Step 8: Stitch through all beads of your final row once bringing your thread snug as possible, and ending with your needle near one eyebrow. To cover the forehead, we will be stitching from eyebrow to eyebrow. To turn your needle around, stitch in to a bead one row below and come back up into the last bead you applied in the top row, now facing the other direction. Continue your peyote stitch from eyebrow to eyebrow taking care that your row is even on each side. Following the directions above, turn your needle around and continue back and forth, decreasing as needed until you are pleased with the coverage. Your final row or two will need a great deal of decreasing. If you have been able to cull smaller beads from your stash, use these, or I’ve found that keeping a stash of smaller silver lined crystal or smoke beads and using these in the final row gives a nice appearance to just about any design.

Sooner or later you will need to add a new thread. There are several ways to do this. On a pendant style as in our examples, you can hide a knot in the backing behind your cab. Bring your needle down through the lower rows, changing direction at least once to keep your thread snug, until you reach your base fabric. Bring the needle through the base fabric inside the stitching line, knot off in the back of the fabric under your cab and attach your new thread in the same manner and bring your needle back up to where you left off. If you cannot get behind the cab in your design, then knot off in the fabric someplace that will be covered with beads. As a last resort, if there is no place in the design to hide a knot you can bury the thread by working it back and forth in the beading, changing direction often and passing through the beads as often as possible. This will hold the thread tight and it will not need to be knotted.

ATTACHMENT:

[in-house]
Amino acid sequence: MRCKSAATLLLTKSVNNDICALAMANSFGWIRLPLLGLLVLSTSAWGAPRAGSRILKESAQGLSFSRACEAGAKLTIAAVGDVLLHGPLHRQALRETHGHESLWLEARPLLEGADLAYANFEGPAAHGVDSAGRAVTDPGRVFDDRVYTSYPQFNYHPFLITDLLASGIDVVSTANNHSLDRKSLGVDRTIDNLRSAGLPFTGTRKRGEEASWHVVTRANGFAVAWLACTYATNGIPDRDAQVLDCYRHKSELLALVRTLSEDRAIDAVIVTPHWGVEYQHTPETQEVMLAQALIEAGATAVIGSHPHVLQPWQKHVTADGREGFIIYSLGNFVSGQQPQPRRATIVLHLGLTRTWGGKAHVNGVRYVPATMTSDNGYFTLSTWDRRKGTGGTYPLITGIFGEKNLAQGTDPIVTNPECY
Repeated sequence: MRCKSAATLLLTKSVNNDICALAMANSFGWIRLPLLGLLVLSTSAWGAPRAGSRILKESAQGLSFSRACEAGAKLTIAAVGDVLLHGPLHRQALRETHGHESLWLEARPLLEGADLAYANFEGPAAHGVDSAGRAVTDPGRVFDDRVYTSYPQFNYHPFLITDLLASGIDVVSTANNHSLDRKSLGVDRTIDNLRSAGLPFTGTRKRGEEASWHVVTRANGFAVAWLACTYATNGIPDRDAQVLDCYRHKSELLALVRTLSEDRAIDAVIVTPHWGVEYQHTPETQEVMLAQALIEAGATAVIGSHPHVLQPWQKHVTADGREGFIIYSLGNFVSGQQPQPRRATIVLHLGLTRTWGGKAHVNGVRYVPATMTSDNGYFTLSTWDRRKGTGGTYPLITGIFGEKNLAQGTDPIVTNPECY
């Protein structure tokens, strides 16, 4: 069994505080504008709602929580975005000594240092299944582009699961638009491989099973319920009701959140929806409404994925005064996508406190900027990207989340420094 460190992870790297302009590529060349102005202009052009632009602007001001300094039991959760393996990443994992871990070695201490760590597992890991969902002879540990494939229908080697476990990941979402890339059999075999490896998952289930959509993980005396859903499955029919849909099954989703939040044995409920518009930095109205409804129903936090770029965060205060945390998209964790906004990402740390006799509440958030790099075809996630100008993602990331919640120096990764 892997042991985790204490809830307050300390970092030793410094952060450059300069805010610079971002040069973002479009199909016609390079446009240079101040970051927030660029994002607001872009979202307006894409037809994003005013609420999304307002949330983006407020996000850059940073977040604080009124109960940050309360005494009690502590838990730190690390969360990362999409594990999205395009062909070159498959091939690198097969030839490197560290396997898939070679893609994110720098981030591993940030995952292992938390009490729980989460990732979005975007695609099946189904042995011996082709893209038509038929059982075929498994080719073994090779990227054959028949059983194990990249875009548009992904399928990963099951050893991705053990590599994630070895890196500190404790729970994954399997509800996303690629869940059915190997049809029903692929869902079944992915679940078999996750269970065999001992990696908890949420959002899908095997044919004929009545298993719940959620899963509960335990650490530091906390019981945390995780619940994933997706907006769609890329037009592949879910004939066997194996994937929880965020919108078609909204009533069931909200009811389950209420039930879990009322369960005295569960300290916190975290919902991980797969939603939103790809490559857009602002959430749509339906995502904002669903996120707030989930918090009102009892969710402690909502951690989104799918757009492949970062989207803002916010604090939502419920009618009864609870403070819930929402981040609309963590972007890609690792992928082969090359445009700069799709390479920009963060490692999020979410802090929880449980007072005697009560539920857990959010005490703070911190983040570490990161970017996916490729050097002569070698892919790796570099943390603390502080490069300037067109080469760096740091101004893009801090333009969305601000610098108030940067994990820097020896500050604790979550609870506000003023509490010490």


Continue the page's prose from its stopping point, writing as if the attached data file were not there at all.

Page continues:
Wednesday, January 2, 2008

Basic Beaded Cabochon Part 2

Step 1: Apply glue to the back of your cab. Do not go to the very edge of the cab, but stop a little way in. This will keep the glue from spreading outside the cab and making it difficult to sew the first row of beads. Press Cab onto backing material. If any glue escapes, clean up immediately. Let cab dry and check that cab is secure to backing.

Step 2: Thread needle with beading thread as long as you can comfortably manage. Knot end of single thread and bring needle up from back of backing material close to the edge of the cab. String on four (4) beads.

Step 3: Hold beads flat along side of cab and bring needle down through backing material at end of fourth bead. Don’t go in so tight that you bunch your beads up, they need to lay flat. Bring needle back up between the second and third bead and between your row of beads and your cab.

Step 4: Bring needle back through last two beads in group and string on four new beads. Snug beads up against the first set and bring your needle back down through your backing at the end of the fourth bead and come back up between the second and third bead of this set. Continue around the cabochon in this manner keeping your beads snug and flat

Step 5: It is important that your beads cover all the way around your cab, which means your last row may be fewer than four beads. Add as many as necessary coming back up through at least two beads. If you have only added one bead that means you will be coming back up on the fourth bead of your last set. Bring your needle through all beads added and the first two beads on this round to bring your needle into position for the next row. At this point, if necessary, go back and carefully add glue along the back edge of your cab to make it more secure. Use a toothpick to apply glue and clean up any “accidents” immediately.